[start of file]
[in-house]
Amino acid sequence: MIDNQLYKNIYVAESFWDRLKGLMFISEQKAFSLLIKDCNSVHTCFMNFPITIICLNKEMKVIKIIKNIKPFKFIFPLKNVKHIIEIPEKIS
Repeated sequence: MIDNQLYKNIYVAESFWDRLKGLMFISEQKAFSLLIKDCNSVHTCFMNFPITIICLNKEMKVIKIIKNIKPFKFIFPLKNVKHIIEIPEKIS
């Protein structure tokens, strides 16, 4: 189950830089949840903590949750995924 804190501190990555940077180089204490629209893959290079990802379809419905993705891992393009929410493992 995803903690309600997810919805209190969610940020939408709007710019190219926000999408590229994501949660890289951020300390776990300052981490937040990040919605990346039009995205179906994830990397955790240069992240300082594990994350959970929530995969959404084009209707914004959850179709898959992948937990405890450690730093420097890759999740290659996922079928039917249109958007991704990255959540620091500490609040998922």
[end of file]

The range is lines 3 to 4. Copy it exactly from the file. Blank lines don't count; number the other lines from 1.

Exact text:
Repeated sequence: MIDNQLYKNIYVAESFWDRLKGLMFISEQKAFSLLIKDCNSVHTCFMNFPITIICLNKEMKVIKIIKNIKPFKFIFPLKNVKHIIEIPEKIS
């Protein structure tokens, strides 16, 4: 189950830089949840903590949750995924 804190501190990555940077180089204490629209893959290079990802379809419905993705891992393009929410493992 995803903690309600997810919805209190969610940020939408709007710019190219926000999408590229994501949660890289951020300390776990300052981490937040990040919605990346039009995205179906994830990397955790240069992240300082594990994350959970929530995969959404084009209707914004959850179709898959992948937990405890450690730093420097890759999740290659996922079928039917249109958007991704990255959540620091500490609040998922």